See that big Cottonwood tree on the left? I planted that tree. When I did so, it was a little twig no longer than my arm. Now, about 25 or 30 years later, it stands about sixty feet tall, as you can see in reference to the barn.
Everyone should plant a tree. Somewhere, sometime, whether on your own piece of land or in a park or wild forest. The thrill of climbing a tree you planted!
Originally, there were 7 or eight. Forming a line along the north edge of our property. Two did not make it past the critical “wonder years” for trees, and died off rather young. In their places we tried a little maple one of the kids brought home from school, and in another spot some blueberry bushes given to us by neighbor friends. The little maple also failed to thrive (or was cut down in its “childhood” by a careless mower.) The blueberry bushes are doing fairly well. Who knew it took ten years for a blueberry bush to mature?
When I ordered the Cottonwoods from Gurney’s, I selected “Cottonless Cottonwoods”. The same as other Cottonwoods, but bred to be sterile, and not produce the cotton. If you’ve ever known or encountered a mature Cottonwood, say, in June, you would be amazed and bedazzled and maybe overwhelmed in a literal sense by the bushels and bushels of tiny floating seeds, each wafting about on their own cotton pillow.
I remember going to the Utica Zoo on Kerry’s class trip, Kindergarten or First grade. The zoo was great, but everywhere we went there were foot-deep piles of cotton dander drifting along the walkways, settling into corners. It was a mess, but a magical mess. I knew I didn’t want this all over my yard (and in the house). So “Cottonless” was for me.
One of them did not get the memo. Of all the trees I planted, this one, now big and strong and tall, with graceful sweeping branches that reach nearly to the ground, goes into molting season with all of its little Cottonwood friends. And, it just so happens, it would be the Cottonwood that is perched twenty feet from the only place in the yard where we can put a pool (level ground and not too far from a power outlet for the filter).
So every year we have a pool, I spend eight weeks skimming Cottonwood catkins and dander from the top and bottom of the pool. It will clog the filter basket in a single day. The Cotton blows all over the yard, and when you mow, the cotton invariably flies at your face, goes up your nose, chokes the air intake of the John Deere.
A few years ago, the power company came along and said they were putting in lines for the neighbor. My Cottonwood, “Number One”, the first I planted, was in the right-of-way, and had to be removed. Killed. Chopped down. Felled. It wasn’t exactly like losing a pet or an heirloom, but there was a little twinge when I first saw that broad stump at the corner of the yard, that patch of blue sky where yesterday there were thousands of dancing green leaves. Not just a tree, but my tree.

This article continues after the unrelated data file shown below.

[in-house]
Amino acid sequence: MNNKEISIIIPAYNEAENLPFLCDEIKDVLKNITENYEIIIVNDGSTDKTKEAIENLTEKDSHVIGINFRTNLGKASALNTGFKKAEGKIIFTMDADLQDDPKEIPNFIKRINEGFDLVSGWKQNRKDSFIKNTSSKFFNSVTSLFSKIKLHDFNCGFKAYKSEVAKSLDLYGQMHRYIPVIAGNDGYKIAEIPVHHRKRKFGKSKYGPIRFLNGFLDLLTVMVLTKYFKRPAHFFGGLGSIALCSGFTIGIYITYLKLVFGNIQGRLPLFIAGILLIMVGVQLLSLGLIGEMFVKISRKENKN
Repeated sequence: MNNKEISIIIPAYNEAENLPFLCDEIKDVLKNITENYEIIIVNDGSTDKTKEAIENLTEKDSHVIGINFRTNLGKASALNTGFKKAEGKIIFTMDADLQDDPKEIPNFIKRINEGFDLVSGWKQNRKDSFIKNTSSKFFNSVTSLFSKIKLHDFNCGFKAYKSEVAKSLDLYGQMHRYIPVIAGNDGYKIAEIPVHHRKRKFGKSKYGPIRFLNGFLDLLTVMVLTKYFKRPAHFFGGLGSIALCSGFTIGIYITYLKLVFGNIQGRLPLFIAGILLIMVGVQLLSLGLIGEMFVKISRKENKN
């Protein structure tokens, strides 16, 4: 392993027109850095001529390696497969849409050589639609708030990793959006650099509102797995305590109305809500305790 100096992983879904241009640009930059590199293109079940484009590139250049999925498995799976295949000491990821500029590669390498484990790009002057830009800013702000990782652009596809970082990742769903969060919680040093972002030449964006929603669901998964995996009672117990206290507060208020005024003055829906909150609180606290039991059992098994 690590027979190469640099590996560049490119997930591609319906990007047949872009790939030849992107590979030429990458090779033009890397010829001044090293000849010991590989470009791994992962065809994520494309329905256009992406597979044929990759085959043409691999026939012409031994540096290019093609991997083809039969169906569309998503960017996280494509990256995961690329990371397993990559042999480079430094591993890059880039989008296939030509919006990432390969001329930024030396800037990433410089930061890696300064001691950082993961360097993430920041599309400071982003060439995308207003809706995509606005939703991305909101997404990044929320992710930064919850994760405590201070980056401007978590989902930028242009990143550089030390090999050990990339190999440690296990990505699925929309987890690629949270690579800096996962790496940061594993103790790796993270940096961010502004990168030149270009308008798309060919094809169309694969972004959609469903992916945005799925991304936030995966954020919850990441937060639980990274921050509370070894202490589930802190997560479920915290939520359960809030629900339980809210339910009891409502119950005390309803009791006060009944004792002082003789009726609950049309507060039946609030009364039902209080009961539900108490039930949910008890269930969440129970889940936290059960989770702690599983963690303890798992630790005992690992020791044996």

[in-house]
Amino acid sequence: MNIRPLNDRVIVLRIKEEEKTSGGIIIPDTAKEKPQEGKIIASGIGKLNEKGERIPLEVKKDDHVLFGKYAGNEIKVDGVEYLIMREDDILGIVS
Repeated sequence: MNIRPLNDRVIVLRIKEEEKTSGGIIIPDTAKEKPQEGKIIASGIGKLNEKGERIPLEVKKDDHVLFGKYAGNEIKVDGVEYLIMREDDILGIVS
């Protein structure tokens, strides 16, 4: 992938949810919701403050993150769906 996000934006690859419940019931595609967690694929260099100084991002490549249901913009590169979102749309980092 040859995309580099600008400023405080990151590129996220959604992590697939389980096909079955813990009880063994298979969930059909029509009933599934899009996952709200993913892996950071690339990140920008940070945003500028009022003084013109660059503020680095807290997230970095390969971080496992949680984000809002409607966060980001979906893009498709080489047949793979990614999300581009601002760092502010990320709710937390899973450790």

We went to Newport, Rhode Island one year, visiting family between Plymouth and Providence. We toured the “Mansions of Newport”, former denizens of the last century’s American Royalty. They’d hop on their launches on the docks of Manhattan, and motor up the coast to the boathouse at Newport. Check these out on line, or go visit if you can. They are truly remarkable, real mansions to equal those in Europe. Imported marble, dozens of rooms, huge verandas, views of the sea.
At one such mansion, in the side yard, I spotted a familiar-looking tree. It was indeed a Cottonwood, probably near a hundred years old by then. Its branches draped outward and downward, as if it were resting so peacefully, and the tips of the branches reached all the way to the ground. So curious, this tree, like my own, would spend all those years growing, growing, taller and taller, ultimately to reach back down to the Earth from which it grew.
It was at that moment that I fell hard for the lowly Cottonwood tree.
When the summer breeze wafts down the lee side of Victory Mountain, and comes to call at the Crescent Moon Farm, our Holiday House, tens of thousands of leaves rustle a little golf clap for the beautiful weather. When storms roll through, the trees wave their arms, swing low their branches, as if to protect me. After Hurricane Irene, bits of Cottonwood tree were scattered throughout the yard.
On a quiet morning, as the sun throws its light over the barn, the trees are filled with birds. This morning I listened to an Oriole call out. The trunks are dotted with the neat, even rows of drill holes from the Northern Flickers.
Our Cottonwoods provide lovely shade in the yard where there once was none (save the front dooryard under the massive Maples).
Number two sports a wild-growing climbing rose, now reaching up through its host to a height of twenty feet or more. The main cane has a diameter of about four inches. As big around as a coffee mug. From number four hangs a tire swing, going on nearly twenty years, probably. It has swung my children, their friends and their children.
And that old number three, the one with all the catkins?
She’s still going. And this year, it looks like, and I hope, that slow-growing, graceful sweeping drooping branch will reach its goal. It’s only inches away now, and we are kindred, as we ready ourselves for the time we will reach down to our Mother Earth, and touch her once again.
And to be welcomed in a way only a Mother can.
Take care and keep in touch.